An Idaho farmer has lost 54 lambs since April to a group of Bald Eagles that have been hunting them, Magic Valley reported.
The farmer, Rocky Matthews, said he started finding dead lambs on his farm near Murtaugh Lake, Idaho, in April with puncture wounds that looked like they came from a No. 2 pencil, according to Magic Valley.
At first, Matthews believed the lambs were being killed by someone using a pellet gun, but realized Bald Eagles were to blame when he saw one attack his flock of sheep, Magic Valley reported.
Matthews said he has lost an estimated $7,500 in revenue from the 54 lambs that were allegedly killed by the eagles.
Matthews also said that in one day, he lost seven lambs at the talons of the eagles, Magic Valley reported.
“I truly think he (the eagle) was just honing his skills because you don’t kill seven of them out of need,” Matthews told Magic Valley. “The damage under the hide is a hundredfold from what you see on the exterior,” he said of the injuries sustained by his mauled lambs from the eagle attacks. (RELATED: Wild Video Surfaces Of Bald Eagle Taking Down Seagull On Golf Course)
Lyn Snoddy, a regional wildlife biologist for the Idaho Department of Fish and Game, told Magic Valley that eagles use their talons to grab and slash their prey when they strike from above. The talons have the capability to sever internal arteries, causing the animal to bleed out and earning the eagle a meal, she added.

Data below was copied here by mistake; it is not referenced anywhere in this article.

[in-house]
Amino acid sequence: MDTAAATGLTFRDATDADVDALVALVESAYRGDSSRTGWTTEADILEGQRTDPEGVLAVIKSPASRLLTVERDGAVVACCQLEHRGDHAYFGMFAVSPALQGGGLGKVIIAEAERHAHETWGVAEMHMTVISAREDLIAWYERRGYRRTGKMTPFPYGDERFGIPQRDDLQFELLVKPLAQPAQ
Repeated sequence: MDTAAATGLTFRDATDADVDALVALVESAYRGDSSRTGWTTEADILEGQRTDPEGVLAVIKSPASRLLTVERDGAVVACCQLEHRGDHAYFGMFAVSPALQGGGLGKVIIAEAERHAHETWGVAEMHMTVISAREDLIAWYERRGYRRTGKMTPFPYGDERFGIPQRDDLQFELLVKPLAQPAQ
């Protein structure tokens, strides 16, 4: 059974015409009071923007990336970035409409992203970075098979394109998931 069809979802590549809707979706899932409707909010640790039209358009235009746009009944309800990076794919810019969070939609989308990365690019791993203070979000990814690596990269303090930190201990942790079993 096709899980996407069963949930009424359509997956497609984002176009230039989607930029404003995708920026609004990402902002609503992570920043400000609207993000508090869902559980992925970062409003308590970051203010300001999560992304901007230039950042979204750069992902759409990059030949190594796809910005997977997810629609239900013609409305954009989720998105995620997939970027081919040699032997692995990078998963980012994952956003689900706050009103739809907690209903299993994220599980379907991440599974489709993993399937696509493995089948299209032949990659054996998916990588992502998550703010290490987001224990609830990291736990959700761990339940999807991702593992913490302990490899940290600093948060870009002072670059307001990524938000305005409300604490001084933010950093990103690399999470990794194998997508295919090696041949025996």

Matthews thinks that one of the causes of the feasting is that the water in a nearby lake took longer to warm up, which meant fewer fish were available for the eagles to feast on, Magic Valley reported.
Because Bald Eagles are protected by a number of federal laws, Matthews couldn’t simply kill the birds in order to end the lamb killings. If he did, he could face up to a $100,000 fine and imprisonment for a year, according to Magic Valley.
The Idaho Wildlife Services notified Matthews he could apply for a Federal Migratory Bird Depredation permit with the U.S. Fish and Wildlife Service, which would allow Matthews to harass the birds in order to defend his flock until a long-term nonlethal solution can be found, according to Magic Valley. The permit costs $100 and can take up to two months to process.
The other option was to move his animals to another pasture, which Matthews decided to do because “In 45 days, I’ll be out of sheep,” he told Magic Valley.
Moving the animals worked for a few days until the eagles began killing again, both old and young sheep, forcing Matthews’ hand to apply for the permit, according to Magic Valley. If Matthews is approved, he could receive up to 75% of the market value of his livestock in compensation, funds that could possibly come from the USDA Farm Service Agency Livestock Indemnity Program.
Despite the havoc the eagles have wrought on his farm and livestock, Matthews still says the birds are cool and can’t be blamed because they don’t know any better, according to Magic Valley.